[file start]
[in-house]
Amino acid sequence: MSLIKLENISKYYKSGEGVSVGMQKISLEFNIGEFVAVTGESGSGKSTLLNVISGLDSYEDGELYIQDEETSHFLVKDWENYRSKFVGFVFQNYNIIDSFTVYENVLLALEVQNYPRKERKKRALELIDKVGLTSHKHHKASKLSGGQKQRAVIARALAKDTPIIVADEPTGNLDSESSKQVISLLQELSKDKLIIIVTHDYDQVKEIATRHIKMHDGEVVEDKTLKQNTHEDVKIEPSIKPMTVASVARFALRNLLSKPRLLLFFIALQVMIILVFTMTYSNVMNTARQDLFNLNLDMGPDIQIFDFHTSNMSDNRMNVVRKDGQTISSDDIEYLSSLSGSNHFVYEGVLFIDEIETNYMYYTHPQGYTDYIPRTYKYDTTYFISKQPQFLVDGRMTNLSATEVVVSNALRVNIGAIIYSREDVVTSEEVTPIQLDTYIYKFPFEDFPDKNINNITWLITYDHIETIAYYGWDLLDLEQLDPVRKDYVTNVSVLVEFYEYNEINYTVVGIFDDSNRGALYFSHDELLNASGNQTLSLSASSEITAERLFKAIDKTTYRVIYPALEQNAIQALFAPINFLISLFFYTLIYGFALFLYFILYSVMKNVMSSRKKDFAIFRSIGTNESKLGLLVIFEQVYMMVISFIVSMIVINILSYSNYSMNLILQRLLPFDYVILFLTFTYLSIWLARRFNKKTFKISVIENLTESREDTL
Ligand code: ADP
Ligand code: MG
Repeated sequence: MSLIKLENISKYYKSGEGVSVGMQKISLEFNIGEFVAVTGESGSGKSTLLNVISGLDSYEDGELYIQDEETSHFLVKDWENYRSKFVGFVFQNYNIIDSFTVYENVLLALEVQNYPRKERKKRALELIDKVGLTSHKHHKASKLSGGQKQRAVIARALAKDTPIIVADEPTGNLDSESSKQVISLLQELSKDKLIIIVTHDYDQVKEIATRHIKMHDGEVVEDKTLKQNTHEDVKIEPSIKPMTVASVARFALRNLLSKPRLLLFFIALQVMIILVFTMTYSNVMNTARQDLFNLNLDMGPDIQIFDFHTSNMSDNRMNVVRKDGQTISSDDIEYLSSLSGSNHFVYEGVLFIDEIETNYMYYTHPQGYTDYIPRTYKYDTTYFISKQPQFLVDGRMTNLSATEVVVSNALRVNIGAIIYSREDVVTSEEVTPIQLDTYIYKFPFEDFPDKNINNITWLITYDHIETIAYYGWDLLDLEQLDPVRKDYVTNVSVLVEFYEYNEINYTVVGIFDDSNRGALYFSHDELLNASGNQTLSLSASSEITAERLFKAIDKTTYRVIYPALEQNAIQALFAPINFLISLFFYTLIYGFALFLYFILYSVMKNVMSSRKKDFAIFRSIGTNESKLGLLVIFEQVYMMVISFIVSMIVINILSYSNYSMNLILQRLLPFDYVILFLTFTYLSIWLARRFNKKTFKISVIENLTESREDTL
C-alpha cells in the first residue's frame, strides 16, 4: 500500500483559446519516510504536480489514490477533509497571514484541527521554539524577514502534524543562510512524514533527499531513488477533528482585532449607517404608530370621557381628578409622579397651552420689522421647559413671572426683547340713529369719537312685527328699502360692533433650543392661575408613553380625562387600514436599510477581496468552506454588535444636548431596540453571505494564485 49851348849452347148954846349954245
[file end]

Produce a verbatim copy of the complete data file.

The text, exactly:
[in-house]
Amino acid sequence: MSLIKLENISKYYKSGEGVSVGMQKISLEFNIGEFVAVTGESGSGKSTLLNVISGLDSYEDGELYIQDEETSHFLVKDWENYRSKFVGFVFQNYNIIDSFTVYENVLLALEVQNYPRKERKKRALELIDKVGLTSHKHHKASKLSGGQKQRAVIARALAKDTPIIVADEPTGNLDSESSKQVISLLQELSKDKLIIIVTHDYDQVKEIATRHIKMHDGEVVEDKTLKQNTHEDVKIEPSIKPMTVASVARFALRNLLSKPRLLLFFIALQVMIILVFTMTYSNVMNTARQDLFNLNLDMGPDIQIFDFHTSNMSDNRMNVVRKDGQTISSDDIEYLSSLSGSNHFVYEGVLFIDEIETNYMYYTHPQGYTDYIPRTYKYDTTYFISKQPQFLVDGRMTNLSATEVVVSNALRVNIGAIIYSREDVVTSEEVTPIQLDTYIYKFPFEDFPDKNINNITWLITYDHIETIAYYGWDLLDLEQLDPVRKDYVTNVSVLVEFYEYNEINYTVVGIFDDSNRGALYFSHDELLNASGNQTLSLSASSEITAERLFKAIDKTTYRVIYPALEQNAIQALFAPINFLISLFFYTLIYGFALFLYFILYSVMKNVMSSRKKDFAIFRSIGTNESKLGLLVIFEQVYMMVISFIVSMIVINILSYSNYSMNLILQRLLPFDYVILFLTFTYLSIWLARRFNKKTFKISVIENLTESREDTL
Ligand code: ADP
Ligand code: MG
Repeated sequence: MSLIKLENISKYYKSGEGVSVGMQKISLEFNIGEFVAVTGESGSGKSTLLNVISGLDSYEDGELYIQDEETSHFLVKDWENYRSKFVGFVFQNYNIIDSFTVYENVLLALEVQNYPRKERKKRALELIDKVGLTSHKHHKASKLSGGQKQRAVIARALAKDTPIIVADEPTGNLDSESSKQVISLLQELSKDKLIIIVTHDYDQVKEIATRHIKMHDGEVVEDKTLKQNTHEDVKIEPSIKPMTVASVARFALRNLLSKPRLLLFFIALQVMIILVFTMTYSNVMNTARQDLFNLNLDMGPDIQIFDFHTSNMSDNRMNVVRKDGQTISSDDIEYLSSLSGSNHFVYEGVLFIDEIETNYMYYTHPQGYTDYIPRTYKYDTTYFISKQPQFLVDGRMTNLSATEVVVSNALRVNIGAIIYSREDVVTSEEVTPIQLDTYIYKFPFEDFPDKNINNITWLITYDHIETIAYYGWDLLDLEQLDPVRKDYVTNVSVLVEFYEYNEINYTVVGIFDDSNRGALYFSHDELLNASGNQTLSLSASSEITAERLFKAIDKTTYRVIYPALEQNAIQALFAPINFLISLFFYTLIYGFALFLYFILYSVMKNVMSSRKKDFAIFRSIGTNESKLGLLVIFEQVYMMVISFIVSMIVINILSYSNYSMNLILQRLLPFDYVILFLTFTYLSIWLARRFNKKTFKISVIENLTESREDTL
C-alpha cells in the first residue's frame, strides 16, 4: 500500500483559446519516510504536480489514490477533509497571514484541527521554539524577514502534524543562510512524514533527499531513488477533528482585532449607517404608530370621557381628578409622579397651552420689522421647559413671572426683547340713529369719537312685527328699502360692533433650543392661575408613553380625562387600514436599510477581496468552506454588535444636548431596540453571505494564485 49851348849452347148954846349954245